According to Bruce Baker, who heads the Energy Project, the driving local interest is in finding cleaner alternatives to the prescribed burns used to rid local forests of fuels that heighten risk of wildfires. It’s expected that forest waste from thinning projects would comprise between 75 and 85 percent of the fuel used to run the plant. With the rest coming from household trash and possibly from sludge left over from wastewater processing, the project could have the added benefit of solving some of the area’s waste removal issues.
The study is being funded by the U.S. Forest Service and APS, which has a legislative mandate to develop sustainable energy options. It is expected to be completed by this June and will include recommendations for next steps.
“This part of the study is a fatal flaw analysis where we’re looking for ‘deal breakers,’” said Mason at last Wednesday’s presentation. “The primary issue is feedstock, or the availability of fuel. It also has to make economic sense.”
During the week, Mason and Tornatore visited officials from Kaibab National Forest, Valle, the Park Service and Tusayan to assess the availability of potential fuels.
“When doing a fuel assessment, the consideration is if it’s sustainable.” Mason said. “Most plants are built on a 30-year life span so we look at long-term availability.”
He said that based on conversations with Kaibab officials, the project could have access to forest material from between 4,000 and 6,000 acres annually, representing about one fifth to sixth of acreage already approved for fuel reduction measures. Further study is needed to determine how much feedstock each acre would produce, as well as how much waste tonnage would be available from other sources in the region.
To secure financing for the project, they would have to demonstrate the availability of three to four times the fuel needed to power the two- to three-megawatt plant being explored, or between 75,000 to 100,000 tons annually. The sources would have to be close enough – no further than 50-70 miles away – to make economic sense.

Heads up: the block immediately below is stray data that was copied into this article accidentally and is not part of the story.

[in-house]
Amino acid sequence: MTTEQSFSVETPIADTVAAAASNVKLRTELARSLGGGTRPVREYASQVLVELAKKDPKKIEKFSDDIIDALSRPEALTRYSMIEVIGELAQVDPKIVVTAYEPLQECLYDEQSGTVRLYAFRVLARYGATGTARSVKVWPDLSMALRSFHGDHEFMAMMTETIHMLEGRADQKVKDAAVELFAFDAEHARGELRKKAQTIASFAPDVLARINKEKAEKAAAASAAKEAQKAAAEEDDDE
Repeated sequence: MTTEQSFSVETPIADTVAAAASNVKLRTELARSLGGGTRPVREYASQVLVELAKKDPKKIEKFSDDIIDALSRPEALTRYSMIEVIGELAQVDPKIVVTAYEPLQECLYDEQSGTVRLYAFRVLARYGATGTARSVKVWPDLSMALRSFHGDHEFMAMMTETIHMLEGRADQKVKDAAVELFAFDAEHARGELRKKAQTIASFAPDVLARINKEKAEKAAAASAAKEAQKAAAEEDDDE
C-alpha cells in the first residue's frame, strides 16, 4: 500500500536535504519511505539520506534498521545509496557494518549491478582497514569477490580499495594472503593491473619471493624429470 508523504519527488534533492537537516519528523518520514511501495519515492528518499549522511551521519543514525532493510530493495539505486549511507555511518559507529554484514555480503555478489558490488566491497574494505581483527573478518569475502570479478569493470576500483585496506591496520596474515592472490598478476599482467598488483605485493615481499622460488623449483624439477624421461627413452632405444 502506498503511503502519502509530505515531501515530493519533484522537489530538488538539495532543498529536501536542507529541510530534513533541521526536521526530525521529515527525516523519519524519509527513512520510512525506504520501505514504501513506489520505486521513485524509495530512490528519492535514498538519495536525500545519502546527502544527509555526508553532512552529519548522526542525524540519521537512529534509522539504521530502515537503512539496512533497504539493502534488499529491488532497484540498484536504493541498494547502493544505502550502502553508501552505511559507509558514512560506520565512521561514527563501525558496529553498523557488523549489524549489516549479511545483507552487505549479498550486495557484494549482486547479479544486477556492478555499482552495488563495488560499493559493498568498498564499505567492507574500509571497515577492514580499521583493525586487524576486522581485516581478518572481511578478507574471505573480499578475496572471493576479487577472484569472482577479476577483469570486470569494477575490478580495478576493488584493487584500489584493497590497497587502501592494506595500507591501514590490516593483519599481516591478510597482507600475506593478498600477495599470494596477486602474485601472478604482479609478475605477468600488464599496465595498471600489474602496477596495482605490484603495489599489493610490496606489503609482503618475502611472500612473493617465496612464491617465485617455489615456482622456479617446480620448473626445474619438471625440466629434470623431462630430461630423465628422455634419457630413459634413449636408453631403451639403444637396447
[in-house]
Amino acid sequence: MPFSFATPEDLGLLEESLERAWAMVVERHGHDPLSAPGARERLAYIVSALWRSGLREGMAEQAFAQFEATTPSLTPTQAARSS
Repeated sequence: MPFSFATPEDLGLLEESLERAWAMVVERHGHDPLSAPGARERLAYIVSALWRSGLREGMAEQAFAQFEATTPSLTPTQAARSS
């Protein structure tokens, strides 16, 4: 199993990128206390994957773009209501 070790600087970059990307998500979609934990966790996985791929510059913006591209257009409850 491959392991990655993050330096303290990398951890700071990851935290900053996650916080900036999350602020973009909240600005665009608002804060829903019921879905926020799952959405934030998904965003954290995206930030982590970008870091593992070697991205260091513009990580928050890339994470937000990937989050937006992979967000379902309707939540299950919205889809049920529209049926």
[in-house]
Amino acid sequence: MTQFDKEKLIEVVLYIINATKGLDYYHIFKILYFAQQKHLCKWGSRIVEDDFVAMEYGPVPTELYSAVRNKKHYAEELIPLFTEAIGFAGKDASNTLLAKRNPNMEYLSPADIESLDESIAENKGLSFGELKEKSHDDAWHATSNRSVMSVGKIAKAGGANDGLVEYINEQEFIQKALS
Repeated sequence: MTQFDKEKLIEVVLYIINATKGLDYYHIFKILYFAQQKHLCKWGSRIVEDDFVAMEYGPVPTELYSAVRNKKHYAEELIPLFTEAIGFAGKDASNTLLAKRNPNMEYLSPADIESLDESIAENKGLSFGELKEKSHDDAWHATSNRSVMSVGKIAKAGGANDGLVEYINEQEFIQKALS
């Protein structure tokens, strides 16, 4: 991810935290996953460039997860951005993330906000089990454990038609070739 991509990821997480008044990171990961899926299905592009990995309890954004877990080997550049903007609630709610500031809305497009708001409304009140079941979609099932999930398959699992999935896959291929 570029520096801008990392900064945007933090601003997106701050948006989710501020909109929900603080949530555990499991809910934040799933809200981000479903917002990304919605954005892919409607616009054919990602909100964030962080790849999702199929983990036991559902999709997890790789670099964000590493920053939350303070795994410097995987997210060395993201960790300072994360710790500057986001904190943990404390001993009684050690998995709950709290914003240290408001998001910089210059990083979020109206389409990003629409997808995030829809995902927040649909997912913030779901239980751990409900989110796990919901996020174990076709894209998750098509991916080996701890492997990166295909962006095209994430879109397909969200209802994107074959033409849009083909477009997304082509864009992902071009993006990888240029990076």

“We have to look at the cost to collect, process and transport the materials,” Mason said.
While Mason looked at fuels, Tornatore described himself as “the environmental partner,” looking at emissions compliance and permitting issues.
“We are looking for what’s called ‘ultra-clean’ technology,” he said. “We’re looking worldwide for technology that meets air emissions standards and water usage, both concerns in this area.”
He said design would focus on an air-cooled plant using about two gallons of water per minute, probably from reclaimed sources. Transport of feedstock would require four or five truck trips per day.
He also explained how the gasification technology works.
“It’s not new technology,” he said, pointing to its widespread use during WWII, when gasoline was scarce and more than 1 million vehicles were powered by gasification using wood fuel.
Gasification differs from combustion in that little of the fuel is actually burned. Instead, the feedstock is subject to heat and pressure in an oxygen-controlled environment to chemically break it down, producing what’s known as “syngas,” or synthetic gas that can be used in the same way as natural gas to power the turbines that drive generators.
Tornatore said that the process lends itself to a greater diversity of fuels than direct combustion – one of the criteria TSS will be looking at when assessing potential equipment vendors. Ideal, he said, would be technology that can process multiple types of feedstock together in the same batch.
Gasification is also a cleaner method than direct combustion, he said and would produce hundreds of thousands of tons fewer emissions than controlled burns and wildfires.
It’s also more costly that direct combustion, which, Tornatore said, hasn’t been completely ruled out.
Potential sites are being studied in Tusayan and Valle.
Rather than purchasing the electricity, APS’ Don Keil said the company would prefer to own the plant outright and enter into long-term contracts for feedstock procurement. The electricity would be introduced to the power grid at a nearby substation and become part of the total energy pool.
Converting heat as a feasible by-product would require purchasers to be located in close proximity to the plant.
Tornatore said the industry standard for job creation is 4.9 positions per megawatt hour; in this case those jobs would primarily be concentrated in the area of gathering forest fuel.
Because the study is being funded with public money, it is considered a public document and will be available upon request.
Baker said the ongoing process is also open to the public and that he welcomes all comments and suggestions. Contact him at firstname.lastname@example.org or 638-0614.